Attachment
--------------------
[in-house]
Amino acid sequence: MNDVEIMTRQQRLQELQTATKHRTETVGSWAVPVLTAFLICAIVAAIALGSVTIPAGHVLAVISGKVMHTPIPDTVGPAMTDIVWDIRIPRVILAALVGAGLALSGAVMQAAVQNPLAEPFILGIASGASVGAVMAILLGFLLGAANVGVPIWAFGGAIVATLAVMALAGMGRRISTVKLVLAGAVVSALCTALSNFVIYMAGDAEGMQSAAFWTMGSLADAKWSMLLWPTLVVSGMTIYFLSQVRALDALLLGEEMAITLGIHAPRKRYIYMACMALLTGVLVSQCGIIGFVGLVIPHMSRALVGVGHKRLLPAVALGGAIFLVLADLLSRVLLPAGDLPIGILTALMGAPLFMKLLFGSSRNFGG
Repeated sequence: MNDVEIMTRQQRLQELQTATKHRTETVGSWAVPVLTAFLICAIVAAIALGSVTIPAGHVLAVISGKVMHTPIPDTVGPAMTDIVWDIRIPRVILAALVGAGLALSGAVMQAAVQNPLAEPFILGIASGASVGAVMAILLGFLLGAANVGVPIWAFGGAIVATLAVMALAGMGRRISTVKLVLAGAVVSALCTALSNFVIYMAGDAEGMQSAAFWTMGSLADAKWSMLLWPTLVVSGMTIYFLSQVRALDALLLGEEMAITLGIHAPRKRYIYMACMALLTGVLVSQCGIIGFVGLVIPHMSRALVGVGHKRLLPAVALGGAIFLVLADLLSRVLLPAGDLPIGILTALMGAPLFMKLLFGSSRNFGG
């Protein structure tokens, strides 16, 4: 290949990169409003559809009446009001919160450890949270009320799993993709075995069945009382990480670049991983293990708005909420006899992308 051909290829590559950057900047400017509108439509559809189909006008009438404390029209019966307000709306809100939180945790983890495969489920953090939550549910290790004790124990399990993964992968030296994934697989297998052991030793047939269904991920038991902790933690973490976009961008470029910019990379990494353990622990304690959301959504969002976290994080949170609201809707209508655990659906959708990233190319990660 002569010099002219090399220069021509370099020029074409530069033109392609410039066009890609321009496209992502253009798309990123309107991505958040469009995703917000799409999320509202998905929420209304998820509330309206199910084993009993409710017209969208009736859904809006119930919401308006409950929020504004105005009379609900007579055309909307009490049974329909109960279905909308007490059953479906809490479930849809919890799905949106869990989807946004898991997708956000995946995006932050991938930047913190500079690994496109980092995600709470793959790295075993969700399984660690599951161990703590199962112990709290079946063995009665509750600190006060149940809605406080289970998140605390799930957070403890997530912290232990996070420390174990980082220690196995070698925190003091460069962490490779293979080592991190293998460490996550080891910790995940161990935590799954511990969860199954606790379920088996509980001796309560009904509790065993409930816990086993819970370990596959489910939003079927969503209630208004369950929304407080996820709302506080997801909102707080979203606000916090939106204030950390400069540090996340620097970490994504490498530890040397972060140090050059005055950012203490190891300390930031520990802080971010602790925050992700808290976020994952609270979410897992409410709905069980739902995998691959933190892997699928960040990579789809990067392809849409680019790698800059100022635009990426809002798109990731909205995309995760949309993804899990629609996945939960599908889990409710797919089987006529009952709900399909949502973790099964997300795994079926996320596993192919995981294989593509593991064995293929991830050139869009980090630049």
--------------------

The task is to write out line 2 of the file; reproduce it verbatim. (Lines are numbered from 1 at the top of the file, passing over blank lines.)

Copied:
Amino acid sequence: MNDVEIMTRQQRLQELQTATKHRTETVGSWAVPVLTAFLICAIVAAIALGSVTIPAGHVLAVISGKVMHTPIPDTVGPAMTDIVWDIRIPRVILAALVGAGLALSGAVMQAAVQNPLAEPFILGIASGASVGAVMAILLGFLLGAANVGVPIWAFGGAIVATLAVMALAGMGRRISTVKLVLAGAVVSALCTALSNFVIYMAGDAEGMQSAAFWTMGSLADAKWSMLLWPTLVVSGMTIYFLSQVRALDALLLGEEMAITLGIHAPRKRYIYMACMALLTGVLVSQCGIIGFVGLVIPHMSRALVGVGHKRLLPAVALGGAIFLVLADLLSRVLLPAGDLPIGILTALMGAPLFMKLLFGSSRNFGG